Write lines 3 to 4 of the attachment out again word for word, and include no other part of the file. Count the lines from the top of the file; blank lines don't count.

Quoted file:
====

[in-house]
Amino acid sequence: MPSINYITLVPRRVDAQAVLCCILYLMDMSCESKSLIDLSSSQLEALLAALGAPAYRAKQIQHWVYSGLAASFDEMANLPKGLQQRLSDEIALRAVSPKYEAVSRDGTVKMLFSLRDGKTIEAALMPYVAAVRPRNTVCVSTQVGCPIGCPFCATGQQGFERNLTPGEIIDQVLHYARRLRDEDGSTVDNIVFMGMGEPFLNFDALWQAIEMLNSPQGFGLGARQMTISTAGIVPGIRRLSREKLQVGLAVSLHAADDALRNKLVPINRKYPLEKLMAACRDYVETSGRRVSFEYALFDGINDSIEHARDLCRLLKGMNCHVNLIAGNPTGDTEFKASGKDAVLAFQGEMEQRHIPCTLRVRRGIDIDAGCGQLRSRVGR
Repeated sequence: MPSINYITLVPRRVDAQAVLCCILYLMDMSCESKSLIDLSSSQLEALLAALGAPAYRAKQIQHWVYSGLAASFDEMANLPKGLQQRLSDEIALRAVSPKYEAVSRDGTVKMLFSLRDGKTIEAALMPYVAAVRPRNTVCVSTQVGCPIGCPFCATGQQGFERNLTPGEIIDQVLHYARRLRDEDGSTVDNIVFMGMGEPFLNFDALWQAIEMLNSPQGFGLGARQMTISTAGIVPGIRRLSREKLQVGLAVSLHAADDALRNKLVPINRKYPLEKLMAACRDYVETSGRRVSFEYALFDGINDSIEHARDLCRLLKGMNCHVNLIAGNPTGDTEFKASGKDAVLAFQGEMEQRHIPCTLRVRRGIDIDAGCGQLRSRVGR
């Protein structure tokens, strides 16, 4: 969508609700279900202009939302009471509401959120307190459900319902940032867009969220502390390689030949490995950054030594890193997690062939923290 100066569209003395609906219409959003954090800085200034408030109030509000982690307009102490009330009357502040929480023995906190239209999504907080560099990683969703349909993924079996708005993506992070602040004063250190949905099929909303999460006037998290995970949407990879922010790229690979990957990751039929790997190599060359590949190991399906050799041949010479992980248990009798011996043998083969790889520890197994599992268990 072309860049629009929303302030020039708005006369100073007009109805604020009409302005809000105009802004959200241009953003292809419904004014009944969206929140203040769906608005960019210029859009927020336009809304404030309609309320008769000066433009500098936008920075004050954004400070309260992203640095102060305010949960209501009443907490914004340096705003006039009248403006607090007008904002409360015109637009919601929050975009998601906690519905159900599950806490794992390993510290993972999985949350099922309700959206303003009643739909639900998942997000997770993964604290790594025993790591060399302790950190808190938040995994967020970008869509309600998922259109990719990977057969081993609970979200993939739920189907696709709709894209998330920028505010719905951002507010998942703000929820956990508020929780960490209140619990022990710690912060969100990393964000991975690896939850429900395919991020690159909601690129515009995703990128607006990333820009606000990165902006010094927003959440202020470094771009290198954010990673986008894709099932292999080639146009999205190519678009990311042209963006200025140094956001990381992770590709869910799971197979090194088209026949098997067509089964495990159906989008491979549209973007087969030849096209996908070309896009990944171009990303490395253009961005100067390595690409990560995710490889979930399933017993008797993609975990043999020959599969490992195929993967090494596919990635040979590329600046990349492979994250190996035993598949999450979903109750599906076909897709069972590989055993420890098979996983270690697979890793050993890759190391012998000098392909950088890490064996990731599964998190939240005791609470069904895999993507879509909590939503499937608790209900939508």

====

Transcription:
Repeated sequence: MPSINYITLVPRRVDAQAVLCCILYLMDMSCESKSLIDLSSSQLEALLAALGAPAYRAKQIQHWVYSGLAASFDEMANLPKGLQQRLSDEIALRAVSPKYEAVSRDGTVKMLFSLRDGKTIEAALMPYVAAVRPRNTVCVSTQVGCPIGCPFCATGQQGFERNLTPGEIIDQVLHYARRLRDEDGSTVDNIVFMGMGEPFLNFDALWQAIEMLNSPQGFGLGARQMTISTAGIVPGIRRLSREKLQVGLAVSLHAADDALRNKLVPINRKYPLEKLMAACRDYVETSGRRVSFEYALFDGINDSIEHARDLCRLLKGMNCHVNLIAGNPTGDTEFKASGKDAVLAFQGEMEQRHIPCTLRVRRGIDIDAGCGQLRSRVGR
């Protein structure tokens, strides 16, 4: 969508609700279900202009939302009471509401959120307190459900319902940032867009969220502390390689030949490995950054030594890193997690062939923290 100066569209003395609906219409959003954090800085200034408030109030509000982690307009102490009330009357502040929480023995906190239209999504907080560099990683969703349909993924079996708005993506992070602040004063250190949905099929909303999460006037998290995970949407990879922010790229690979990957990751039929790997190599060359590949190991399906050799041949010479992980248990009798011996043998083969790889520890197994599992268990 072309860049629009929303302030020039708005006369100073007009109805604020009409302005809000105009802004959200241009953003292809419904004014009944969206929140203040769906608005960019210029859009927020336009809304404030309609309320008769000066433009500098936008920075004050954004400070309260992203640095102060305010949960209501009443907490914004340096705003006039009248403006607090007008904002409360015109637009919601929050975009998601906690519905159900599950806490794992390993510290993972999985949350099922309700959206303003009643739909639900998942997000997770993964604290790594025993790591060399302790950190808190938040995994967020970008869509309600998922259109990719990977057969081993609970979200993939739920189907696709709709894209998330920028505010719905951002507010998942703000929820956990508020929780960490209140619990022990710690912060969100990393964000991975690896939850429900395919991020690159909601690129515009995703990128607006990333820009606000990165902006010094927003959440202020470094771009290198954010990673986008894709099932292999080639146009999205190519678009990311042209963006200025140094956001990381992770590709869910799971197979090194088209026949098997067509089964495990159906989008491979549209973007087969030849096209996908070309896009990944171009990303490395253009961005100067390595690409990560995710490889979930399933017993008797993609975990043999020959599969490992195929993967090494596919990635040979590329600046990349492979994250190996035993598949999450979903109750599906076909897709069972590989055993420890098979996983270690697979890793050993890759190391012998000098392909950088890490064996990731599964998190939240005791609470069904895999993507879509909590939503499937608790209900939508």